Larkin's Despair,
O'Connell St, Dublin

Oil on canvas / Ola ar chanbhás
60cm x 80cm / 23.6 in x 31.5 in
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Notes
"The three colours of the Irish flag are repeated in most paintings as a sort of background colour scheme, especially in ‘Larkin’s Despair’ where the colours of the statue, the plinth and the inscription mirror those of the Irish flag, although not in equal proportions. In ‘Larkin’s Despair’ however, the irony appears through the exaggerations of the painter: a huge white Limo stretches its arrogance along three blocks of buildings as if to emphasize the grotesque exuberance of Celtic Tiger wealth. Also the packed crowd of the 1923 photograph [of Larkin speaking, upon which the sculpture is based], although less enthusiastic than the 1913 one is reduced to nothing in the late Celtic Tiger period. The streets are almost deserted with only a few people crossing O’Connell street on both sides of Larkin’s statue but ignoring it. Larkin is left all alone, with his arms stretched in despair and his head down as if he were quietly sobbing."
See: 'Post Celtic Tiger landscapes in Caoimhghin Ó Croidheáin's paintings' by Marie Mianowski in
Post Celtic Tiger Ireland: Exploring New Cultural Spaces

Edited by Estelle Epinoux and Frank Healy (2016)
http://www.cambridgescholars.com/post-celtic-tiger-ireland


The left hand side of the painting depicts the GPO [General Post Office].

"During the Easter Rising of 1916, the GPO served as the headquarters of the uprising's leaders. The building was destroyed by fire in the course of the rebellion and not repaired until the Irish Free State government took up the task some years later."
See: https://en.wikipedia.org/wiki/General_Post_Office,_Dublin

"The famous photograph of James Larkin that inspired the monument [by Dublin sculptor Oisín Kelly (1915–81)], was taken by Joe Cashman in April 1923."
See: http://www.historyireland.com/20th-century-contemporary-history/an-inspiration-to-all-who-gaze-upon-it/

The right hand side of the painting depicts a stretch limo, popular form of celebratory transport used by working class people during the Celtic Tiger years.





Larkin's Delight,
O'Connell St, Dublin

Oil on canvas / Ola ar chanbhás
60cm x 80cm / 23.6 in x 31.5 in
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Notes
"By contrast in ‘Larkin’s Delight’, the crowd is there, demonstrating and taking its destiny in hands, claiming its own rights out on the street with Larkin’s statue thrilled with delight."
See: 'Post Celtic Tiger landscapes in Caoimhghin Ó Croidheáin's paintings' by Marie Mianowski in
Post Celtic Tiger Ireland: Exploring New Cultural Spaces

Edited by Estelle Epinoux and Frank Healy (2016)
http://www.cambridgescholars.com/post-celtic-tiger-ireland






Parnell's Providence,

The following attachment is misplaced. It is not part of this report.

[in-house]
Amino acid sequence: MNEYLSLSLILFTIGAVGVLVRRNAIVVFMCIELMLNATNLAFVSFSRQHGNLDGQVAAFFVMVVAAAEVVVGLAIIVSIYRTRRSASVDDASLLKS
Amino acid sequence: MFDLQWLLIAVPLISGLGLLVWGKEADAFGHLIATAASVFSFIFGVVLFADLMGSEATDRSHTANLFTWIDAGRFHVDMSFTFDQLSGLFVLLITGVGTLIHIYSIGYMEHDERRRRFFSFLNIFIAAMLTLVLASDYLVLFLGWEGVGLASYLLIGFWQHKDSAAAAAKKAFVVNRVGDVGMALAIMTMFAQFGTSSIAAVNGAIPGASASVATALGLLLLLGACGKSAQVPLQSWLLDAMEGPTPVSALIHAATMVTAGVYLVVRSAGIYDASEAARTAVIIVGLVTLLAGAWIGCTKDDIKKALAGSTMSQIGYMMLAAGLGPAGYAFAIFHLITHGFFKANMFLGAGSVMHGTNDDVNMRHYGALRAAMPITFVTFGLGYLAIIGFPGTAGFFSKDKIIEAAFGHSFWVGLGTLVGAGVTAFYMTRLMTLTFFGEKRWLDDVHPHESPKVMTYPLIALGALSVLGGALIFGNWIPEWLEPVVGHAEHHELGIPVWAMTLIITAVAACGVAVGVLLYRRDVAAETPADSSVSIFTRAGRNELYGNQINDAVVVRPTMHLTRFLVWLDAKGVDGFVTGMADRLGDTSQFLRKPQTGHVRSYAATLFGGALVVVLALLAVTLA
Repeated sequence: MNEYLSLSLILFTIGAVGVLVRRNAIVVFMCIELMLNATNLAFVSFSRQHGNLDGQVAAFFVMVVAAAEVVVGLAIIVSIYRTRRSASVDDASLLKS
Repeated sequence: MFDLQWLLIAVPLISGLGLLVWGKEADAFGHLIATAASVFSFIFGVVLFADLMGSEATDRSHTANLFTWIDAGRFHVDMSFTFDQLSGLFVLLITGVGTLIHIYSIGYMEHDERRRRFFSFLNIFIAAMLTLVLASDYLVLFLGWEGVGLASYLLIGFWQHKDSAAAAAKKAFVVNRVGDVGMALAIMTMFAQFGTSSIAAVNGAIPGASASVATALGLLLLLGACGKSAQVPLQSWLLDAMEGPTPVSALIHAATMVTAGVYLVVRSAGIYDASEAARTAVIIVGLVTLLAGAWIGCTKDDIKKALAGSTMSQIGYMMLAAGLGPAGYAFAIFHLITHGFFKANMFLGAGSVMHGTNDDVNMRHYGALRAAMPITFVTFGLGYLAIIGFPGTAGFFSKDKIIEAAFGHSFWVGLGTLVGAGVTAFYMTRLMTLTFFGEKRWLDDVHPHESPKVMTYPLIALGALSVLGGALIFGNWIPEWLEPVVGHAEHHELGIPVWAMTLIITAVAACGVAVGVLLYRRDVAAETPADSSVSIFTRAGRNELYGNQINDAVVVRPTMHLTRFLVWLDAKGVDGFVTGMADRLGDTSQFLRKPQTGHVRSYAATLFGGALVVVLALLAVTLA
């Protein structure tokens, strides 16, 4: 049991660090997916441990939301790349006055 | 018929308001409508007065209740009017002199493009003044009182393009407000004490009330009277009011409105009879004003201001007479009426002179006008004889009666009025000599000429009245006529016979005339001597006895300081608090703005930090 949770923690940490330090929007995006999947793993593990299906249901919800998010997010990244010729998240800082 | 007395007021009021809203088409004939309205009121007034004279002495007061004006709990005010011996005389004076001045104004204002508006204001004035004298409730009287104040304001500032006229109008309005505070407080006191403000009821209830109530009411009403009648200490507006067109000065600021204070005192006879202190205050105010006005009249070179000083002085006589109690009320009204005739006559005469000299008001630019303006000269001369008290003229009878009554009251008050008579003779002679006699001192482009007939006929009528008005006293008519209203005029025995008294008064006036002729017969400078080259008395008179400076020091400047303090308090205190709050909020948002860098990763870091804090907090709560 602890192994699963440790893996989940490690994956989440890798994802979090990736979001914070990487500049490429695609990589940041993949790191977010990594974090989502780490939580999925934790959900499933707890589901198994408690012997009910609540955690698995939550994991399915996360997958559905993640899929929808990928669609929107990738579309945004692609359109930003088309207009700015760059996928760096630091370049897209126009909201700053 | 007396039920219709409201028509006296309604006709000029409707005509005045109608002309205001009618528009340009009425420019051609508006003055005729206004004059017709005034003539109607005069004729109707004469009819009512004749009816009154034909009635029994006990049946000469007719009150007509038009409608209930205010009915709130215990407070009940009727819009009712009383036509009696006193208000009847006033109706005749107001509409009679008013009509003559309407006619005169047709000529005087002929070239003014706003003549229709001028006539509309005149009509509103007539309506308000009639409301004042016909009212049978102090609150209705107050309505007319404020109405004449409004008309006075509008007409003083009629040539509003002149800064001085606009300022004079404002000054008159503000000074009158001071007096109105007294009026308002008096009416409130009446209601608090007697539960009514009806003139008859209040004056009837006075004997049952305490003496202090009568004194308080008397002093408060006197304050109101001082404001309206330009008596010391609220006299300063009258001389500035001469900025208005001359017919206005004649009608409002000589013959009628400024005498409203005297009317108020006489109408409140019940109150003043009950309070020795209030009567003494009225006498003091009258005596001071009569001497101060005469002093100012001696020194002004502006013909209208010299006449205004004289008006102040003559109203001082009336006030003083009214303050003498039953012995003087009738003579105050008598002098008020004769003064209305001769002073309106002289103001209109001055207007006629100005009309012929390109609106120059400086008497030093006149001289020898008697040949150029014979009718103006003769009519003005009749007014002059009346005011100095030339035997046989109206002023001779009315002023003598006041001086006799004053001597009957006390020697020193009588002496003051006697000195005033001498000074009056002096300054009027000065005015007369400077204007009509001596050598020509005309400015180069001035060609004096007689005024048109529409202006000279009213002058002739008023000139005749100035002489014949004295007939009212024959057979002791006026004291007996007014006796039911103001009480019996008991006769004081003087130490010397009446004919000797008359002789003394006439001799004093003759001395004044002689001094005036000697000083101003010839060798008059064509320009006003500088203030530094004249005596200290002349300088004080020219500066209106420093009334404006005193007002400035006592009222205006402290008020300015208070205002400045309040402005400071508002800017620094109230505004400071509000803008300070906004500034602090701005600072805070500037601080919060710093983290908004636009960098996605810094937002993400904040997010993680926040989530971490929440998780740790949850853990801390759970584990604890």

O'Connell St, Dublin

Oil on canvas / Ola ar chanbhás
60cm x 80cm / 23.6 in x 31.5 in




Notes
"Caoimhghin Ó Croidheáin’s “Parnell” painting ironically shows Parnell’s statue pointing at a passing bus on O’Connell street. On the painting, Parnell’s stretched out hand points at a passing bus decorated with a huge ad that reads: ‘wealth warning’. More explicitly than on the others, the irony is blatantly visible on that painting where ‘wealth warning’ replaces ‘health warning’ as if the statue had in turn become a viewer of our contemporary world, revealing how, through landscapes, the past continues to work in the present."
See: 'Post Celtic Tiger landscapes in Caoimhghin Ó Croidheáin's paintings' by Marie Mianowski in
Post Celtic Tiger Ireland: Exploring New Cultural Spaces

Edited by Estelle Epinoux and Frank Healy (2016)
http://www.cambridgescholars.com/post-celtic-tiger-ireland


'Wealth Warning' was the tag line used in an advertising campaign by the travel agency Budget Travel in the middle 2000s.

The statues of historical figures such as Jim Larkin, Daniel O’Connell, Charles Stewart Parnell, and James Connolly look down on a new city that sits uncomfortably with their varieties of nationalism and socialism.

These symbols of the past, standing in silent judgment of the follies of the present, act as control rods in the current economic fission reminding its old and new, wealthy and poor citizens alike of past struggles and hardships. 





'Young Ireland' vs Old Ireland,
College Green, Dublin

Oil on canvas / Ola ar chanbhás
60cm x 80cm / 23.6 in x 31.5 in
Sold



Notes

"
In the painting “Young Ireland vs Old Ireland”, the sculpture of Thomas Davis’ silhouette is represented from a very low angle so that the statue seems to be overlooking both the crowd and College Green. The title of the painting echoes the “Young Ireland” movement to which Davis’ belonged in the 1840s, a phrase coined in the first place as a dismissive term by Daniel O’Connell to describe his inexperienced allies in the Repeal Movement. Thomas Davis subsequently became the chief leader of the Young Ireland movement and in the 1870s, the term came to refer to the nationalists inspired by him. The statue overlooks College Green as a tribute to Trinity College where he was educated and to the University education he wished to promote for Irish students of all backgrounds and confessions. [...]
In ‘Young Ireland vs Old Ireland’ the ironical contrast also stems from a discrepancy between the past and the present. Davis’ statue outside College Green is surrounded by a cheering crowd gathered there to watch a Macnas parade. ‘Macnas are master storytellers who inspire and engage audiences by creating big, bold, visual shows and performances through world-class theatrical spectacle ’. On the painting a colourful drummer advances, playing on exotic looking drums to an anonymous crowd of hooded youths, and Davis’ famous ballad ‘A Nation once again ’ resonates in the ears of the viewer of Caoimhghin Ó Croidheáin’s painting. As Christie Fox points out, Macnas reinterprets folk tales through contemporary issues, the priority being entertainment over education, a choice that might have startled Davis whose preoccupation with education was paramount."